Making It Big In Software - The Book Review
I’ve included below my Amazon.com review of the book “Making It Big In Software: Get the Job, Work the Org, Become Great”. I diligently read this book from cover to cover and just couldn’t seem to like it. It became pretty monotonous after a while to go through what felt like a very academic handling of what could have been a very interesting topic. This is in stark contrast to the other book I’m reading now, “Delivering Happiness” by Zappos CEO Tony Hsieh, which is a pragmatic blow-by-blow tale of how someone actually made it big by leveraging technology. My review:
Book Review: Ultra-Fast ASP.NET
I picked up this gem of a book when it first came out in eBook format during the PDC. I sent it over to my Kindle and got through the entire book during session downtimes. I planned on being the first to post a review of this book on Amazon but I’ve sat it out too long and will now be the fifth review.
Facebook has long been for me one of the last unexplored realms of social networking. Finally, when trying to convince new recruits to join me in using Twitter, I realized that so many of my friends, acquaintances, and colleagues were hooked on Facebook, I stood little chance of winning them over to Twitter without a deeper understanding of where Facebook fits in the social networking mix. I turned to the book “Facebook Me!” by Dave Awl to provide a solid background in how Facebook might work best for me and to help me understand how to integrate Facebook with the rest of the Web 2.0 applications I use. My review of this book from Amazon.com can be found below.
The Twitter Book
Since jumping back on the blogging bandwagon, I’ve been looking to get more familiar with the top social networking sites. I’ve had some experiences with most of the major players except Twitter, which I never did manage to get into. I decided to give Twitter a fair chance and see if it worked for me. In order to do this, I felt some basic background / guidance was necessary before jumping in heads-first. Turns out that The Twitter Book from Tim O’Reilly and Sarah Milstein was really all that I needed. My Amazon review follows:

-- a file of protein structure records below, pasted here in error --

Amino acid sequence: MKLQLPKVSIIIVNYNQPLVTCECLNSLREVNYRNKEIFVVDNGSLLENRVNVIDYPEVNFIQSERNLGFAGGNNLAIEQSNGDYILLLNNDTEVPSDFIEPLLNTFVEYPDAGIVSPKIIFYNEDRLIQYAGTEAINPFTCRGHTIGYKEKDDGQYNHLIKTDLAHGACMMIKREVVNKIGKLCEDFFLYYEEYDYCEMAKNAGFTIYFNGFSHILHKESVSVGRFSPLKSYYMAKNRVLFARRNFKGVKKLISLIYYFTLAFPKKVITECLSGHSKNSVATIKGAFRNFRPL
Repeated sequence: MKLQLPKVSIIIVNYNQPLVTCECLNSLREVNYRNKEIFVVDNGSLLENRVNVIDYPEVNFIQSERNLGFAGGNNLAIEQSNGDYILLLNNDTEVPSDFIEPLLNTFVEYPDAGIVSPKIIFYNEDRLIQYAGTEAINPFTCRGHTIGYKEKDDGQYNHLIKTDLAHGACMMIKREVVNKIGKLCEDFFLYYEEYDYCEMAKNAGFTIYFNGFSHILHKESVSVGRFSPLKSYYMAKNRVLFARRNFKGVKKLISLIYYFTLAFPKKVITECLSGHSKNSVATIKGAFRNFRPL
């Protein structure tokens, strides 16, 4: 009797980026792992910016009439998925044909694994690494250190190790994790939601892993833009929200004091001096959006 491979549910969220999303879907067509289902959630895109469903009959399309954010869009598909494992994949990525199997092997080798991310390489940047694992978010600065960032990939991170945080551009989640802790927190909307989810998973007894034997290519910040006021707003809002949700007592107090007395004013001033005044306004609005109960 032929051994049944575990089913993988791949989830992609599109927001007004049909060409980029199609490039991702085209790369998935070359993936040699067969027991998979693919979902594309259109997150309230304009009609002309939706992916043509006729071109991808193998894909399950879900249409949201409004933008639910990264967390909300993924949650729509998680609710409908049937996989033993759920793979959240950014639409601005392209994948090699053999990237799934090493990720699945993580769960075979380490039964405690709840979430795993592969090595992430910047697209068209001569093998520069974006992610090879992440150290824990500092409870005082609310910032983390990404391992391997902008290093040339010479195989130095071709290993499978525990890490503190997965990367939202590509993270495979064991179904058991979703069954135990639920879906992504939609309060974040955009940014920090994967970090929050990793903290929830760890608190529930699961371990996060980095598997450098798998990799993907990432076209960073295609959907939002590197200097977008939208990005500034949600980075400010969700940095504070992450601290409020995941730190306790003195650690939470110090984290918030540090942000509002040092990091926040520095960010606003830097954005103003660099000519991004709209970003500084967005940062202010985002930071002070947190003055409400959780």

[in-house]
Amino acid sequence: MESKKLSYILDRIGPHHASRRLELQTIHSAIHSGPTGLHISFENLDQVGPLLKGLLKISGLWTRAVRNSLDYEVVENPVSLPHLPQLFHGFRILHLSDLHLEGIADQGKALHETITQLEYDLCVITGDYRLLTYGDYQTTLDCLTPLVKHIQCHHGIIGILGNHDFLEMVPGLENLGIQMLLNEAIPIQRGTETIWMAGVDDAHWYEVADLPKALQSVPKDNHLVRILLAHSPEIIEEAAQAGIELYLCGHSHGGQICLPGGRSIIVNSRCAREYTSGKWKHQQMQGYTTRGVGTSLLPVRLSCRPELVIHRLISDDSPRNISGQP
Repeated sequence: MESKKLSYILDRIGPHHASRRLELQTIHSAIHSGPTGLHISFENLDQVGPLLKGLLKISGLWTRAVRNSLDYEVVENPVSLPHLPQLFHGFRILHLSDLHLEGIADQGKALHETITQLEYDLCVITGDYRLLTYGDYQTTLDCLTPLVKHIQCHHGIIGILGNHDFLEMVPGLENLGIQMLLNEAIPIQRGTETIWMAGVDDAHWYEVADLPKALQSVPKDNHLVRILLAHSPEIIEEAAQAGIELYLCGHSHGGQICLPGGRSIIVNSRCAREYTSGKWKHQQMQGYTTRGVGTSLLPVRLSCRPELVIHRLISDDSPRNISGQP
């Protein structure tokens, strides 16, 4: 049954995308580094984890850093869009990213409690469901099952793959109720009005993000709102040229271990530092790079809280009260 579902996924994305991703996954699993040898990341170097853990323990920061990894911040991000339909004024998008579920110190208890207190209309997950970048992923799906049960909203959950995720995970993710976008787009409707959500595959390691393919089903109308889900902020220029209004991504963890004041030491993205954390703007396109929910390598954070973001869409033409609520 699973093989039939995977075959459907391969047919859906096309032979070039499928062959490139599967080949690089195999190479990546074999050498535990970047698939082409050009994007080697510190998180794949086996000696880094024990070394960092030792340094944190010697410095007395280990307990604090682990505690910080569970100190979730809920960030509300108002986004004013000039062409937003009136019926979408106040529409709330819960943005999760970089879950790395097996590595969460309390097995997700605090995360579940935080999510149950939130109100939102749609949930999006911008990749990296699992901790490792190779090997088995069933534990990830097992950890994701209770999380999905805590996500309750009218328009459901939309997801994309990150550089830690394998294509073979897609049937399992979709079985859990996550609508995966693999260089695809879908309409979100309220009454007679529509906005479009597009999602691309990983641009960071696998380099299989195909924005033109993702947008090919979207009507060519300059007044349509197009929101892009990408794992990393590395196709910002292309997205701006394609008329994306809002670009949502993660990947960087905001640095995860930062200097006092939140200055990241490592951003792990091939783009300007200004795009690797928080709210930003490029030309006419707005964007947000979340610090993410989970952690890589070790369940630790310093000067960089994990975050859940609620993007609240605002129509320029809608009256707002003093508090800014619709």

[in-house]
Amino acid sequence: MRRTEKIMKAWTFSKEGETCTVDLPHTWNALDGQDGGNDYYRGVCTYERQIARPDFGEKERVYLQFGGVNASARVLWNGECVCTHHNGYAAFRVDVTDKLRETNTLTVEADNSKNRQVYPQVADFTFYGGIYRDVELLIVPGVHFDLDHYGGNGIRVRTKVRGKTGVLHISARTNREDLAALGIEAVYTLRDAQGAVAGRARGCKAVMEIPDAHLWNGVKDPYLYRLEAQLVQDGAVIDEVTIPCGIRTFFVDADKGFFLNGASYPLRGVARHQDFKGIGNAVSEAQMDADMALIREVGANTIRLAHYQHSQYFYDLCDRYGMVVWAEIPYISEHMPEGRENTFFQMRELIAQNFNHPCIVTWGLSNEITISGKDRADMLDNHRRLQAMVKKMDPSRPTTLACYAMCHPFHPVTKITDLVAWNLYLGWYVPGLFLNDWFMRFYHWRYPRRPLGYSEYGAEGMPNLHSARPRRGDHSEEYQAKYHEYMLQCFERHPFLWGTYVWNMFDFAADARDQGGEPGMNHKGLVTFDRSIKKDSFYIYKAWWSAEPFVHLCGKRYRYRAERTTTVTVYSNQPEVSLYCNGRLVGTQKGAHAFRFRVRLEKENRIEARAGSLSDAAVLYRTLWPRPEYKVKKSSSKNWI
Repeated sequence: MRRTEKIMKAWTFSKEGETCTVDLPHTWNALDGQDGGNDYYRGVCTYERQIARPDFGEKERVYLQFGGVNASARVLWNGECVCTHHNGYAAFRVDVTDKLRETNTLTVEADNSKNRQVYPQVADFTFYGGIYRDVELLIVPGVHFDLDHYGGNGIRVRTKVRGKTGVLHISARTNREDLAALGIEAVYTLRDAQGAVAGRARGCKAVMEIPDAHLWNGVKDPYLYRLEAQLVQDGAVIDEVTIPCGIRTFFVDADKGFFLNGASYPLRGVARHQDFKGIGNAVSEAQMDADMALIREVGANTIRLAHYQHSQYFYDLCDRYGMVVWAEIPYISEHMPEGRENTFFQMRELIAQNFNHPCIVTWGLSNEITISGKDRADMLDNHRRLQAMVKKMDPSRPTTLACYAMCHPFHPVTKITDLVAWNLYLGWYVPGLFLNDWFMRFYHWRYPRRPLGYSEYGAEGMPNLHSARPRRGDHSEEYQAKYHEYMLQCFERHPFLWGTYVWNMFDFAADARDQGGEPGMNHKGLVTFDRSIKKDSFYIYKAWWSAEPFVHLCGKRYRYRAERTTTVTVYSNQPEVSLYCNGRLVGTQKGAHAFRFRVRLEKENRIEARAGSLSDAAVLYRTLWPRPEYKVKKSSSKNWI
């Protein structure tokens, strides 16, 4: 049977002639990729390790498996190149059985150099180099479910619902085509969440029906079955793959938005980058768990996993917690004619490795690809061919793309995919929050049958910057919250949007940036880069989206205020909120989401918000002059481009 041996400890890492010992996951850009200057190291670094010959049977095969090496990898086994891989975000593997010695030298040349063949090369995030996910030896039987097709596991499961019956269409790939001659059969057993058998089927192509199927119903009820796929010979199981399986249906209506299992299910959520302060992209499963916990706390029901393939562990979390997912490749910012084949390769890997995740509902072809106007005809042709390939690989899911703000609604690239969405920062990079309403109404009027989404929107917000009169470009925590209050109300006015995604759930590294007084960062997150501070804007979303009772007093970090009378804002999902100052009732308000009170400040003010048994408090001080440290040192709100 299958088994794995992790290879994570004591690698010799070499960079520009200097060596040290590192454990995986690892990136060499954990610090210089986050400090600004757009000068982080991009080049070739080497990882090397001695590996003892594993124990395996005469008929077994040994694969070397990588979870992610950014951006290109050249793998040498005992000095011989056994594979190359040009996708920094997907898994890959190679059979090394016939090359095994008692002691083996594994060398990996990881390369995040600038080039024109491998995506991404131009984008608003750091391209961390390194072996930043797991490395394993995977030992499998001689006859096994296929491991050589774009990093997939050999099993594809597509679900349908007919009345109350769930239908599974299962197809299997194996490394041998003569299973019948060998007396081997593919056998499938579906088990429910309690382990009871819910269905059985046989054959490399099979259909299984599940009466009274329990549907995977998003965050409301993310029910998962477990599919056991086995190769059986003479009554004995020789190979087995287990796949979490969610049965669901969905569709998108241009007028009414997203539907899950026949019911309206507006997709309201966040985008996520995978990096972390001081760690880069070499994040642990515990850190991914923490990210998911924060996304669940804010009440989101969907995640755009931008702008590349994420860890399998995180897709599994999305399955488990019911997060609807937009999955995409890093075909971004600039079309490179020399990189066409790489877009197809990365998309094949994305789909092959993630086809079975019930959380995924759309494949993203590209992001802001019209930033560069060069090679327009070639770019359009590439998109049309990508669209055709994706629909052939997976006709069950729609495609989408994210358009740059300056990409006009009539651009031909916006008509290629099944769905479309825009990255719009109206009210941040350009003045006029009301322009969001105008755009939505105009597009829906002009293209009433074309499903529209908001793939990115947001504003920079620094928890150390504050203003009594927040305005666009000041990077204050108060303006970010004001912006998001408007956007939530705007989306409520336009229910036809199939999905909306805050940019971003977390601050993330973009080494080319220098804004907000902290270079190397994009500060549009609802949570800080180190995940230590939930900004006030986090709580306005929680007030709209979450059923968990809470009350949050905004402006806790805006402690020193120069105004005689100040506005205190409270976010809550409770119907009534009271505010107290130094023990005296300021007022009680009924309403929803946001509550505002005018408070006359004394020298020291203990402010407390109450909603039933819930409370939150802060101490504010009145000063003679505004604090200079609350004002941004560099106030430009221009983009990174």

Release-It! Design and Deploy Production-Ready Software
A review long overdue for a Jolt Award winner and one of the best architecture books on my bookshelf, Release-It!
Wordpress for Business Bloggers
After more than a year-long hiatus, this entry marks my return to blogging. One of the things I decided to do to get myself back into the spirit of blogging was to change my blogging engine. I made the move from the .NET-based DasBlog to the more mainstream WordPress platform. I will be providing more information about the migration process (specifically, WordPress on IIS 7), helpful tools and tutorials, and useful WordPress plugins in an upcoming blog post.
REST Web Services - Seminal Tome for the Web Services Generation
Every IT generation has its seminal tome that transcends time and connects the dots in a way that no book had before it. For the object oriented generation in the 1980s, it was the Gang of Four (GoF) book. For the application architecture generation in the 1990s, it was Fowler’s book on patterns (PoEAA). “RESTful Web Services” will be, in my opinion, that book for the 2000s Web services generation.
Founders at Work
I don’t like to do book reviews back-to-back but Founders at Work has kept me pretty busy reading (and not writing) over the last couple of weeks. The book definitely deserves a five star rating and at $13 for the e-book version, it really is a great deal. My review follows…
Windows Power Tools
Windows Power Tools is a collection of brief tutorials and overviews of freeware and open source .NET development tools. What kind of rating you might give this book depends largely upon what type of background that you’re coming from. If you’re the kind who has stuck religiously to the Microsoft Press series of books and acknowledge only the old testament, than this book will be either an epiphany (5 stars) or outright blasphemy (1 star). If continuous integration, test-driven development, and object relational mapping (new testament type stuff) are terms that you are fairly conversant with, then this book will probably land somewhere in the 2-4 star range.
Getting Real - Revisited
In a previous posting, I reviewed the 37signals book Getting Real and encouraged folks to pick up a copy. The good news is that the full text for this book has recently been released online. You can find the HTML version of the book here. You no longer have any excuse not to read it.